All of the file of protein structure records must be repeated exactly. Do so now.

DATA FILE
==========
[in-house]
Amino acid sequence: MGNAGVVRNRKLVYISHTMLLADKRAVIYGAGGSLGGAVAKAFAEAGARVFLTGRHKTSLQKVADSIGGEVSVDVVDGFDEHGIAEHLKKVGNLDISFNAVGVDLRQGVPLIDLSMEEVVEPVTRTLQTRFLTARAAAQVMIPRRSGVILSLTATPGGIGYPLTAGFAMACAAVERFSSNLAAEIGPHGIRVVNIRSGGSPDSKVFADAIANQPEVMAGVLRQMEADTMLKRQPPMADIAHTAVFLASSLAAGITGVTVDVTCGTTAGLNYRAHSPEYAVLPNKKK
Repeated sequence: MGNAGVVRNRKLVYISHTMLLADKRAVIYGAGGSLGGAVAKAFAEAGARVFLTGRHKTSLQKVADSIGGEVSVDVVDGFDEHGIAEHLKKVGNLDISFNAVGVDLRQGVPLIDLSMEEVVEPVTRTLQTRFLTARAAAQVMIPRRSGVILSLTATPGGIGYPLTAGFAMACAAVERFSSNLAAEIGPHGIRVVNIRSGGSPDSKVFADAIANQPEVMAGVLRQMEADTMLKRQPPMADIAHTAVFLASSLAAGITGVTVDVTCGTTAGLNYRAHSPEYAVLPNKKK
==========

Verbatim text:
[in-house]
Amino acid sequence: MGNAGVVRNRKLVYISHTMLLADKRAVIYGAGGSLGGAVAKAFAEAGARVFLTGRHKTSLQKVADSIGGEVSVDVVDGFDEHGIAEHLKKVGNLDISFNAVGVDLRQGVPLIDLSMEEVVEPVTRTLQTRFLTARAAAQVMIPRRSGVILSLTATPGGIGYPLTAGFAMACAAVERFSSNLAAEIGPHGIRVVNIRSGGSPDSKVFADAIANQPEVMAGVLRQMEADTMLKRQPPMADIAHTAVFLASSLAAGITGVTVDVTCGTTAGLNYRAHSPEYAVLPNKKK
Repeated sequence: MGNAGVVRNRKLVYISHTMLLADKRAVIYGAGGSLGGAVAKAFAEAGARVFLTGRHKTSLQKVADSIGGEVSVDVVDGFDEHGIAEHLKKVGNLDISFNAVGVDLRQGVPLIDLSMEEVVEPVTRTLQTRFLTARAAAQVMIPRRSGVILSLTATPGGIGYPLTAGFAMACAAVERFSSNLAAEIGPHGIRVVNIRSGGSPDSKVFADAIANQPEVMAGVLRQMEADTMLKRQPPMADIAHTAVFLASSLAAGITGVTVDVTCGTTAGLNYRAHSPEYAVLPNKKK